Schinsky is more blunt about the issues surrounding MP. “Most doctors blow us off by telling us to ‘lose some weight’ and the problem will go away,” he says. Schinsky tried wearing looser pants and losing weight to no effect. He tried pain-relieving compounds, analgesics, ointments and balms, lidocaine patches, and pain reducers Gabapentin and Lyrica. Most failed to relieve the pain. Those that did either disoriented him or only prevented the pain briefly before it returned even more intensely.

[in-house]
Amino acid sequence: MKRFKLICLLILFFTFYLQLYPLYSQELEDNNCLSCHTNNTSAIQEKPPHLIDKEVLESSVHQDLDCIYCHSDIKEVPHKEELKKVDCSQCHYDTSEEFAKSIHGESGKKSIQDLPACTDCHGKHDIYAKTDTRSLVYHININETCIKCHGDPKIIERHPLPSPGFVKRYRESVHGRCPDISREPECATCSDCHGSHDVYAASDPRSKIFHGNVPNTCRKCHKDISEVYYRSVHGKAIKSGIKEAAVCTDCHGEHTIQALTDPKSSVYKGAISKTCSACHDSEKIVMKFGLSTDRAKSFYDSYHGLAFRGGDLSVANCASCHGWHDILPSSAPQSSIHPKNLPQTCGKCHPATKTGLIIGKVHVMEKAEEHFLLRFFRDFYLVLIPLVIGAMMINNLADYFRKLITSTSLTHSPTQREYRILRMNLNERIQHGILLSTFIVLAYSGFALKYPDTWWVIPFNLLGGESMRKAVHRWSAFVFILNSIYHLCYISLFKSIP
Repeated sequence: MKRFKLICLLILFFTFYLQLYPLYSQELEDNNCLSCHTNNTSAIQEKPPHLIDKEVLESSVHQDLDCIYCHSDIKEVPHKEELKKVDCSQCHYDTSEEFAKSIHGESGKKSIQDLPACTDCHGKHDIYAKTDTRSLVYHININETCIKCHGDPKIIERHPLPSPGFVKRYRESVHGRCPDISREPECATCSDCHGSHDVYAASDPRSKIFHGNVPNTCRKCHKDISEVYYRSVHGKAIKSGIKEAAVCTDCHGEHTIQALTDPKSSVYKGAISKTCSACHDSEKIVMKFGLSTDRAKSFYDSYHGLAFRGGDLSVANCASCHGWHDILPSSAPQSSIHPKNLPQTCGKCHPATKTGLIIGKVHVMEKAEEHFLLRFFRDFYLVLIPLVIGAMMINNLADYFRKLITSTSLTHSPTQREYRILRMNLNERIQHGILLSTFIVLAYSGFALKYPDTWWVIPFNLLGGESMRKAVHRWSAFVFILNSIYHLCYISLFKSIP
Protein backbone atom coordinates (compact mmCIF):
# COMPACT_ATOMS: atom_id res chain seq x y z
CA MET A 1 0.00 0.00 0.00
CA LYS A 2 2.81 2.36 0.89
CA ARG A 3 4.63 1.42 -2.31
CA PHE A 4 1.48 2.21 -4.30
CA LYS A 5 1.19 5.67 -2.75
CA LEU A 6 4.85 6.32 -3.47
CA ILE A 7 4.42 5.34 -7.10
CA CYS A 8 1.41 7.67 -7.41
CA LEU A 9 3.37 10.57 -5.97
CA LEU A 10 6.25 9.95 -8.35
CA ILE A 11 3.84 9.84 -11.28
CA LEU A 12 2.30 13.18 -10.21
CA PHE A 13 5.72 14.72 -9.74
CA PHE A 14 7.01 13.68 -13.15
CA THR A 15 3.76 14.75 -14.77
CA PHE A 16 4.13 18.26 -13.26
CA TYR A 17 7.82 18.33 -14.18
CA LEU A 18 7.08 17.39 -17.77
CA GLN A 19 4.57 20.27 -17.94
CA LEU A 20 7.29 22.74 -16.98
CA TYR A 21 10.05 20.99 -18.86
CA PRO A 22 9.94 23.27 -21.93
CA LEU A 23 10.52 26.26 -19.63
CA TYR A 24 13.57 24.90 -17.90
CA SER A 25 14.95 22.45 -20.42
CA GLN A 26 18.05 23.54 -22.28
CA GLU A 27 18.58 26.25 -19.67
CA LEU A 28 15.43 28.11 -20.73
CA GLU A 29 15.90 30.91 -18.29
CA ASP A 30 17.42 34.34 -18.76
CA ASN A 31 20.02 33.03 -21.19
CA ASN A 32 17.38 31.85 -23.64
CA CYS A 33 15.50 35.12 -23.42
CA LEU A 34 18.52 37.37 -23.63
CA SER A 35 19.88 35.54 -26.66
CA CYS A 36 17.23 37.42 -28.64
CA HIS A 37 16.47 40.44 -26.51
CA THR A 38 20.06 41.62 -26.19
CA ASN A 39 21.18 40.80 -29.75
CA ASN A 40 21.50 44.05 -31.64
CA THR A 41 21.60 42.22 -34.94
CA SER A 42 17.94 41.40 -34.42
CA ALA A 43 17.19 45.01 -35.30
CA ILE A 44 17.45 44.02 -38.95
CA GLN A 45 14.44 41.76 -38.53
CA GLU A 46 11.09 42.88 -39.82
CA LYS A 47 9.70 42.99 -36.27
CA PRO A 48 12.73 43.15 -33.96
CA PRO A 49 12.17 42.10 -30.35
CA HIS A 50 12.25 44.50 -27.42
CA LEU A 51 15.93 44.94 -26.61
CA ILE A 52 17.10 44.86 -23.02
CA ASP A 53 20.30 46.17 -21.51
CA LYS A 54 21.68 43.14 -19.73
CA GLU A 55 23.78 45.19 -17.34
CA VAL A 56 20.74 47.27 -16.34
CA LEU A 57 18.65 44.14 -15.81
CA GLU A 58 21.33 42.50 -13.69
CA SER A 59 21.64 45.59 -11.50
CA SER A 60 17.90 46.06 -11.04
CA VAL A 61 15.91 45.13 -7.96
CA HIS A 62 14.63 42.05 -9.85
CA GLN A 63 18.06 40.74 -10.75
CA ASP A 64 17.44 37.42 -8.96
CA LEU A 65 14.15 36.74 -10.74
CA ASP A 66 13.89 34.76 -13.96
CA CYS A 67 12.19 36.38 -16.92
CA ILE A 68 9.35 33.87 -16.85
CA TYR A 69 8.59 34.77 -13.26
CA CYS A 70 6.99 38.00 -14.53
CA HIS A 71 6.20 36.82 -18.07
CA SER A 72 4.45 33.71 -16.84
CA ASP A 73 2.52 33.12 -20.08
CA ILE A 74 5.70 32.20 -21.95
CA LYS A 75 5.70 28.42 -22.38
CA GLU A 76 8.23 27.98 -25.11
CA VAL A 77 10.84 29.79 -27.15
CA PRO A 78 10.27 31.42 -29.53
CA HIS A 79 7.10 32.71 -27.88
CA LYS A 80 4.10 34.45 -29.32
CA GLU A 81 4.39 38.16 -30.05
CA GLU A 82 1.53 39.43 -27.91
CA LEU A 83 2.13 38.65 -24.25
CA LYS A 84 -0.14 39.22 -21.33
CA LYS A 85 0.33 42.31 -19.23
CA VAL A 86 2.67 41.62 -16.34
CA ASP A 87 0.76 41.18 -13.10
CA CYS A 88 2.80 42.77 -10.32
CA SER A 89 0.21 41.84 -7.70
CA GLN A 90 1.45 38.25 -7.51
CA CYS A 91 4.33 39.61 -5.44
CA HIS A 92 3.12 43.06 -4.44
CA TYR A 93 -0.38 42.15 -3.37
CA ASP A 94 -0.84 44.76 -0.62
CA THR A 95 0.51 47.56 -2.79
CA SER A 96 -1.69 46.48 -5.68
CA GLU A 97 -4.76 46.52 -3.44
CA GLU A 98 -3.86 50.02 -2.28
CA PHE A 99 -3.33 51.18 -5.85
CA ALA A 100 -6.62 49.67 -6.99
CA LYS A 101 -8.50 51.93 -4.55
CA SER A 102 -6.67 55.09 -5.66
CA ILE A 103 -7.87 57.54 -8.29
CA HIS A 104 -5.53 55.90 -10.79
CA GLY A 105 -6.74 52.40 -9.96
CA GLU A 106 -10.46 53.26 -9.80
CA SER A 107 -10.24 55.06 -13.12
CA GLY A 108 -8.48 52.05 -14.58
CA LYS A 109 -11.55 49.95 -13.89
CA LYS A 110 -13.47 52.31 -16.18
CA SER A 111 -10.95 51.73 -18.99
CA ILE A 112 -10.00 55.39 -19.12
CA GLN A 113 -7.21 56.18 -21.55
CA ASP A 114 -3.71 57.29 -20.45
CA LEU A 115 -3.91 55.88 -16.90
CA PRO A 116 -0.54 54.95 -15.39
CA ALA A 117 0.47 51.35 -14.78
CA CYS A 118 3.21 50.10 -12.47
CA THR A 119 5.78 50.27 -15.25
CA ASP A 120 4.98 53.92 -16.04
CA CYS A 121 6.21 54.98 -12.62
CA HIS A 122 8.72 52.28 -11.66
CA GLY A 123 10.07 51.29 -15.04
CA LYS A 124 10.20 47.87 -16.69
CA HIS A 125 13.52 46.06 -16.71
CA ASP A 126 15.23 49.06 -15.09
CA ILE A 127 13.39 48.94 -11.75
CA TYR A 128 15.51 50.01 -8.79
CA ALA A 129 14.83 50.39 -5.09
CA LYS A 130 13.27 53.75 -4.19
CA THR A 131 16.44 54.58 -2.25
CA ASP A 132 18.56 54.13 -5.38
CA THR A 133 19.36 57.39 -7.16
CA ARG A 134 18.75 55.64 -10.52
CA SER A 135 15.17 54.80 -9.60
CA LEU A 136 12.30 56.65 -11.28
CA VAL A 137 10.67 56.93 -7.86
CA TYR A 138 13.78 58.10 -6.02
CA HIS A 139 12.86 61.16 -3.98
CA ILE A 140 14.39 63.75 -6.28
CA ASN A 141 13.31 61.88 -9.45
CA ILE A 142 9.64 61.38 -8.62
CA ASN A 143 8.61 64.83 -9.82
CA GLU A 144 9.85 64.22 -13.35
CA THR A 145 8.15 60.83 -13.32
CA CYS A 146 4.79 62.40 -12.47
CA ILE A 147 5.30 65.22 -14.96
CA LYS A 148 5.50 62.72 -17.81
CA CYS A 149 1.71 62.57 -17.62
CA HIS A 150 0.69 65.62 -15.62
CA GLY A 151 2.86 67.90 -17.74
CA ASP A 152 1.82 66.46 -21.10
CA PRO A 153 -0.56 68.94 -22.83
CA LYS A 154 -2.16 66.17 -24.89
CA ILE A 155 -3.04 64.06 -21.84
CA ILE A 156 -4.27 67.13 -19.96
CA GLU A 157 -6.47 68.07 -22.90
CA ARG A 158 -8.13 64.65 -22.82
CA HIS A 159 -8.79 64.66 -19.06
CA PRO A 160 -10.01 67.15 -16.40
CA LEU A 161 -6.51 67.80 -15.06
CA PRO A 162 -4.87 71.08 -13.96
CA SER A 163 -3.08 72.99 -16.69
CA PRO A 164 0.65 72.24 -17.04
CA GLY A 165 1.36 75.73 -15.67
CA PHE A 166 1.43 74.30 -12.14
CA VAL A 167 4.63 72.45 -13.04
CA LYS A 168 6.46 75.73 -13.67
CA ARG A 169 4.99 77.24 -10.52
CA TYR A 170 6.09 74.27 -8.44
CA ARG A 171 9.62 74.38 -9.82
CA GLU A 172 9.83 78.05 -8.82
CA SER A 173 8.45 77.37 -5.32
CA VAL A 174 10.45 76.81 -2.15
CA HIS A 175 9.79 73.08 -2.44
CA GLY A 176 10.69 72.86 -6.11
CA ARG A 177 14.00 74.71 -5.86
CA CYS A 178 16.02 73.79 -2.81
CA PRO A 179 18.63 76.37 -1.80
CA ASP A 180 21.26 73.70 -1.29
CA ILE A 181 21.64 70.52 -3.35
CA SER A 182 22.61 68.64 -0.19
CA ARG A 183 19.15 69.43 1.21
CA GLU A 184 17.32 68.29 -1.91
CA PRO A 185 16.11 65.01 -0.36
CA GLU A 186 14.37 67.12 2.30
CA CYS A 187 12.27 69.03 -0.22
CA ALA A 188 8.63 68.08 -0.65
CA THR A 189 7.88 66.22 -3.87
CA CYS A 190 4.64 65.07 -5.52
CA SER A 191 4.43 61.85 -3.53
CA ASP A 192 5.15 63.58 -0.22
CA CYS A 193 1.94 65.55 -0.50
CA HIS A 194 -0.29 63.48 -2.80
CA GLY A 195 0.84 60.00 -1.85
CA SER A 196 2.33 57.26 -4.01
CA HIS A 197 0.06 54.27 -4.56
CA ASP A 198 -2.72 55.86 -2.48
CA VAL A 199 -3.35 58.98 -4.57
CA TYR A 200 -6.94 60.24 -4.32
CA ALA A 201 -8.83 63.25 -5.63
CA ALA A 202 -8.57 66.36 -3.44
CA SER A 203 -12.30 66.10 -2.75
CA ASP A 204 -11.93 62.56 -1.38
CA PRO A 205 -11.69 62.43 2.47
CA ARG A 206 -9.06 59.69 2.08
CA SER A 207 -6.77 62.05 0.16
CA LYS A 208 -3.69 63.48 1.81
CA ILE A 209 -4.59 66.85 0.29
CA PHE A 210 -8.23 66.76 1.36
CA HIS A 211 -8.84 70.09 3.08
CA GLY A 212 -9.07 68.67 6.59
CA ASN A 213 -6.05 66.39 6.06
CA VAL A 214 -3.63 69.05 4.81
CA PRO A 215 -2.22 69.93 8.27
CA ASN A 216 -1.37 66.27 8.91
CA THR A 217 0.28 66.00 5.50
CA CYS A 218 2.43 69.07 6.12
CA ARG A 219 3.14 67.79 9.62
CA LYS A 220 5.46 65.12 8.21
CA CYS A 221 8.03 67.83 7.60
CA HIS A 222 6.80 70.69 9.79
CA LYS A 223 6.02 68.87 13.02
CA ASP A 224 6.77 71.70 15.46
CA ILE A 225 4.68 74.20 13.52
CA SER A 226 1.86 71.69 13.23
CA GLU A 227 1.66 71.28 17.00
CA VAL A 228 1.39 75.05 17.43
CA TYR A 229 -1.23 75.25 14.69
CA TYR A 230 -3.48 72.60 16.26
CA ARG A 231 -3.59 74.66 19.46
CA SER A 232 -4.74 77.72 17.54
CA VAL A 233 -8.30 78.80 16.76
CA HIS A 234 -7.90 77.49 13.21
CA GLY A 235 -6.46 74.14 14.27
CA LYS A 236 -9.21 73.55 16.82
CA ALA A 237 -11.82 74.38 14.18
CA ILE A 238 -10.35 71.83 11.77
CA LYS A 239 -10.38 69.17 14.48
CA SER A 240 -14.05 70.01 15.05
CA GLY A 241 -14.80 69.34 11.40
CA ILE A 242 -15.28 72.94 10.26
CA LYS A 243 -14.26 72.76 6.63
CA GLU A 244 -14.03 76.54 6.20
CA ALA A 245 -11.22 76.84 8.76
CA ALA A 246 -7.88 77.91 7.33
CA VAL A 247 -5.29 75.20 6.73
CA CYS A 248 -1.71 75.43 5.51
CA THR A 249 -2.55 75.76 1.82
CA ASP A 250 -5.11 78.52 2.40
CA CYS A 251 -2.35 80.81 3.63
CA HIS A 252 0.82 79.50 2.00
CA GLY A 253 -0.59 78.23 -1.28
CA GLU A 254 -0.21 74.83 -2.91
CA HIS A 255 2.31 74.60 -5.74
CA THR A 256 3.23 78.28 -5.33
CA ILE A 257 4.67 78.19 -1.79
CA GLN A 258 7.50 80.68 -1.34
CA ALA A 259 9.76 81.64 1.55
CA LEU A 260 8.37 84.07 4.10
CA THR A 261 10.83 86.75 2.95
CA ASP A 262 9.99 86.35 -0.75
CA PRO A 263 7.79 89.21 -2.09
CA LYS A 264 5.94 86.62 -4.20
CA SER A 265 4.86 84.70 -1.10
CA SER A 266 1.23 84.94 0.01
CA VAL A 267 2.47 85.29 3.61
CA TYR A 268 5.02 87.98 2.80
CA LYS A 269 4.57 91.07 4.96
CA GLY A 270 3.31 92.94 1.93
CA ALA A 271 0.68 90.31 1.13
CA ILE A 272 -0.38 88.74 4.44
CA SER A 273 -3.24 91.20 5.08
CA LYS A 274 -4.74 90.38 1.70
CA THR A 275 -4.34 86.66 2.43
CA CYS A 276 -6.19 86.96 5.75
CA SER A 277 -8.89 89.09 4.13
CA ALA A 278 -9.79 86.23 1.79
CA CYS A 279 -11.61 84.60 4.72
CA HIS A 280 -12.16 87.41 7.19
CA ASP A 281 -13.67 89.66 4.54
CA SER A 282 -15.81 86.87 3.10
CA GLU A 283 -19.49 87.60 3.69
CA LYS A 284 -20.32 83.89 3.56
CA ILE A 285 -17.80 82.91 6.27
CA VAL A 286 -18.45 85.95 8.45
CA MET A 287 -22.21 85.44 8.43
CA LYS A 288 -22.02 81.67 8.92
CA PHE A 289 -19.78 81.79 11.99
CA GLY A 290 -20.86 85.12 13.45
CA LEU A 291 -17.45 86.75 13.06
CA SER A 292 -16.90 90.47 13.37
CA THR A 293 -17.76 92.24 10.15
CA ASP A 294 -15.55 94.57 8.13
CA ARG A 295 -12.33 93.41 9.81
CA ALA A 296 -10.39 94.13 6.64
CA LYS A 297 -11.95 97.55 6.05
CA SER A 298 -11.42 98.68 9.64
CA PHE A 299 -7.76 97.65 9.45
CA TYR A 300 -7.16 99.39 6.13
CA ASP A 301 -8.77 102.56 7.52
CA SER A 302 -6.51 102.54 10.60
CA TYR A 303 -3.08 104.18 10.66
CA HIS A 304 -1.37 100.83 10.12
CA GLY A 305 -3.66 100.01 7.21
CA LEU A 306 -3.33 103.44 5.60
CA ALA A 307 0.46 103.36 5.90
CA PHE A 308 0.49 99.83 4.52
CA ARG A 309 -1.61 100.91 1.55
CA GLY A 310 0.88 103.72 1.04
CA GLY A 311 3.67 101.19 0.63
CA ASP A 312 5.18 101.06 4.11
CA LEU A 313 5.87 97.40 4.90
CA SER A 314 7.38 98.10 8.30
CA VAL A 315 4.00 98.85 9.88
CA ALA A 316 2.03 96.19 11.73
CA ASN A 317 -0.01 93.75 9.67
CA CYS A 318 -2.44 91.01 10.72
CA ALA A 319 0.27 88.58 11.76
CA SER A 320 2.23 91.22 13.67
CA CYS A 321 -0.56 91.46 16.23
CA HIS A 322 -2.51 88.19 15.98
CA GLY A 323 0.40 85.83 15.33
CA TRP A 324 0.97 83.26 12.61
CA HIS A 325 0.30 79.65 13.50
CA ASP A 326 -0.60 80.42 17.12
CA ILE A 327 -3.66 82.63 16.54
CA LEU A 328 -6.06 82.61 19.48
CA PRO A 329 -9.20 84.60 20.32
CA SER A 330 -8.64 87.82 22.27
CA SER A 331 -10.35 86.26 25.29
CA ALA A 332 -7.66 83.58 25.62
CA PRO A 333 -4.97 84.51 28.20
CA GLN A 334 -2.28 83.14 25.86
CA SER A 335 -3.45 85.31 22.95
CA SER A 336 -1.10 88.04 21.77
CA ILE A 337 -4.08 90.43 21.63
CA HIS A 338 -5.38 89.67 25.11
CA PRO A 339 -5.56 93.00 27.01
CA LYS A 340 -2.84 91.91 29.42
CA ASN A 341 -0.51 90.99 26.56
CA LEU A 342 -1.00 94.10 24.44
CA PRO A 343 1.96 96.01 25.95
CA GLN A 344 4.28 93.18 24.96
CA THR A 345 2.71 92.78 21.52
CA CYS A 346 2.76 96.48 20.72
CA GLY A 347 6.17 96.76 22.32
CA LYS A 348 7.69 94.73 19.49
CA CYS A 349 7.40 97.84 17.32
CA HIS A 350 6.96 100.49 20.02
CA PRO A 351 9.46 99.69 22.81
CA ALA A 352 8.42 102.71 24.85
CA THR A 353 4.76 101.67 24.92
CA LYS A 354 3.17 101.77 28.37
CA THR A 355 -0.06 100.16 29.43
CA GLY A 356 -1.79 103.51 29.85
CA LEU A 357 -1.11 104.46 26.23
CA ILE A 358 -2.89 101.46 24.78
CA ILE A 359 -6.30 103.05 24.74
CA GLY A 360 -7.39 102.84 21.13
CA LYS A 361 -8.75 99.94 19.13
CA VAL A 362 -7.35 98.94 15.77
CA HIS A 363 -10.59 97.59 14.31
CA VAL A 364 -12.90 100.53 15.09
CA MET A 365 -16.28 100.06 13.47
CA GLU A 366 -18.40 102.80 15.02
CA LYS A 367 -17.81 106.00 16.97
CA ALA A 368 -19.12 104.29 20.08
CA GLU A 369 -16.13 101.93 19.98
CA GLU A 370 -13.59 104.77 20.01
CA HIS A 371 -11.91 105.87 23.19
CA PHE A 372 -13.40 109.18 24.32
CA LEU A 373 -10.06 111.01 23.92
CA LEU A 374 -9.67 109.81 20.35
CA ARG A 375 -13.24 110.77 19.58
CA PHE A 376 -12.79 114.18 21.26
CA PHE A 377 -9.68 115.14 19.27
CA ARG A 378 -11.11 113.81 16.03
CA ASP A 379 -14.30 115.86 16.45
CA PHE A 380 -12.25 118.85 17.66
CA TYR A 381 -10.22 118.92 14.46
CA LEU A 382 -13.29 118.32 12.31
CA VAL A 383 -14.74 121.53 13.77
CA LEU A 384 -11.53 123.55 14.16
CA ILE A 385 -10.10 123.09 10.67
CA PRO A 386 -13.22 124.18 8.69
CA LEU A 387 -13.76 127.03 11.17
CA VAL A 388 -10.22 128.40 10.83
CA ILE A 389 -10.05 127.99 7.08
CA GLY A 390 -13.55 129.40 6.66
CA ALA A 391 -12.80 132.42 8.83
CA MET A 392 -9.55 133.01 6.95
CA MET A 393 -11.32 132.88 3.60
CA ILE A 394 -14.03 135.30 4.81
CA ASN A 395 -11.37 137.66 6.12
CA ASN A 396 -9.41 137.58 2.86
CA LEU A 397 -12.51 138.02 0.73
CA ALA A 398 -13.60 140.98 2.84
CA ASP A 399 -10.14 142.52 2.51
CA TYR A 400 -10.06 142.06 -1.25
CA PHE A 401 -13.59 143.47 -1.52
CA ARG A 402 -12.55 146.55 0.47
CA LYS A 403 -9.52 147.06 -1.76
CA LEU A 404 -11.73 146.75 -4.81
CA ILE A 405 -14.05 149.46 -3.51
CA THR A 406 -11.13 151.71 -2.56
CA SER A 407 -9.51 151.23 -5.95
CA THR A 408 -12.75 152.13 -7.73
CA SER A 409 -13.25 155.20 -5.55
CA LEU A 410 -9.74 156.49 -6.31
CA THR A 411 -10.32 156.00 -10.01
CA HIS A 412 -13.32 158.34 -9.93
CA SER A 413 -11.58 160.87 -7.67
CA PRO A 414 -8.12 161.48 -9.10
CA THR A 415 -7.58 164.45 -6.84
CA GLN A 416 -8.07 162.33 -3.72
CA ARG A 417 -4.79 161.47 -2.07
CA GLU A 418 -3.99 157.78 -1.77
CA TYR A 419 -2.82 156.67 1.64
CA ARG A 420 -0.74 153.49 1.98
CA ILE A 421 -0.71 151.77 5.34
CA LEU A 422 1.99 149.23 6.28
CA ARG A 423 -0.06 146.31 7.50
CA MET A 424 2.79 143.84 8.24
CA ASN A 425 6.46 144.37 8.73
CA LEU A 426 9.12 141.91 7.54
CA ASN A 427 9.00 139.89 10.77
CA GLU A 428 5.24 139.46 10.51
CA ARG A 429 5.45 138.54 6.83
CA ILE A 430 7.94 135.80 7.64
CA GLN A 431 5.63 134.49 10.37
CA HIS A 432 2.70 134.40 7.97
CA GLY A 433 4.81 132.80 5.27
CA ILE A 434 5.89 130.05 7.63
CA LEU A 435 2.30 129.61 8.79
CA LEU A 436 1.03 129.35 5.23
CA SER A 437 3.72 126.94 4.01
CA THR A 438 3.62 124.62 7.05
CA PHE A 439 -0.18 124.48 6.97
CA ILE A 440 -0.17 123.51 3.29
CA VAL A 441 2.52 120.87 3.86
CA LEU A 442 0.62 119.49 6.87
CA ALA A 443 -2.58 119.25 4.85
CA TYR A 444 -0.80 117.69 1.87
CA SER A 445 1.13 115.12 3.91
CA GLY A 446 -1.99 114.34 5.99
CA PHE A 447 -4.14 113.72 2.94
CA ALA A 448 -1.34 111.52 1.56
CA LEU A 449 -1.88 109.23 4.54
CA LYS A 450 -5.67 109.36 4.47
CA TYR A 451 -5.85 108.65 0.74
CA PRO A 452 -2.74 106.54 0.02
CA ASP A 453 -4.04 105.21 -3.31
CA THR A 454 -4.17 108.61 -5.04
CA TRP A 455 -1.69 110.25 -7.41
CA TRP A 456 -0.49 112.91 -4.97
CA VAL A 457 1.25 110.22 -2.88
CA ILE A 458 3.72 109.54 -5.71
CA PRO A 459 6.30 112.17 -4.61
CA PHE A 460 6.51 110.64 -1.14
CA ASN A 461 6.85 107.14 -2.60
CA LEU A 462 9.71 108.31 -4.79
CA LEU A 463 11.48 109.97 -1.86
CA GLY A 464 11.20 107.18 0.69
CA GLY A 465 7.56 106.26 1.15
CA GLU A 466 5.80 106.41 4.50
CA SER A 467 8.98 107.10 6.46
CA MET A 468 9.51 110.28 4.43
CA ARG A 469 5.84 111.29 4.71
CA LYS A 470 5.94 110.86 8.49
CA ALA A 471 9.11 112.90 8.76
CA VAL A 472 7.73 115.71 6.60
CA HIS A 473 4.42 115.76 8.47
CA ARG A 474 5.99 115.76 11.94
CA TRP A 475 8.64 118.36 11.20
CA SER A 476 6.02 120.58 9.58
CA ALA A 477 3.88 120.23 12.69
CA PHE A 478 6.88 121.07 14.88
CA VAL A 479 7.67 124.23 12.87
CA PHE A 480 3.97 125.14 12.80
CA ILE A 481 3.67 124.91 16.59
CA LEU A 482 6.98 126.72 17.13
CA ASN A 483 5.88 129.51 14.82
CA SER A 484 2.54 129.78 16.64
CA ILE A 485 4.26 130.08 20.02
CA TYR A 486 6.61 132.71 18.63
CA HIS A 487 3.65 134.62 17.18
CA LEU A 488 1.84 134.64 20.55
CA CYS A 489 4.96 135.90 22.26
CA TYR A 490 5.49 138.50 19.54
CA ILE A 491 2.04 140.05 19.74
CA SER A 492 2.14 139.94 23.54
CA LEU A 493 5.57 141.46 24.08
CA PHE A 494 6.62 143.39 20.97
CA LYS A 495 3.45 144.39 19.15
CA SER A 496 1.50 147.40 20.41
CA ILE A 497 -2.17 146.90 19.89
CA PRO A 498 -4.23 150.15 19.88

Meralgia paresthetica’s wide range of causes, symptoms and treatments makes it hard to nail down, creating a nightmare for patients like Schinsky. The same 2013 study suggested, “Perhaps the lack of research and global consensus represents a knowledge deficit that makes MP a challenge to diagnose and successfully treat.”
There have been some promising studies in more recent years, improving surgical decompression and testing new strategies like pulsed radiofrequency. Patients with MP will have to wait until that research comes to fruition and an effective treatment discovered, so for now, prevention is the best way to fight the condition. The Mayo Clinic offers the simplest advice: Avoid tight clothing and maintain a healthy weight. And don’t forget to move your phone to another pocket.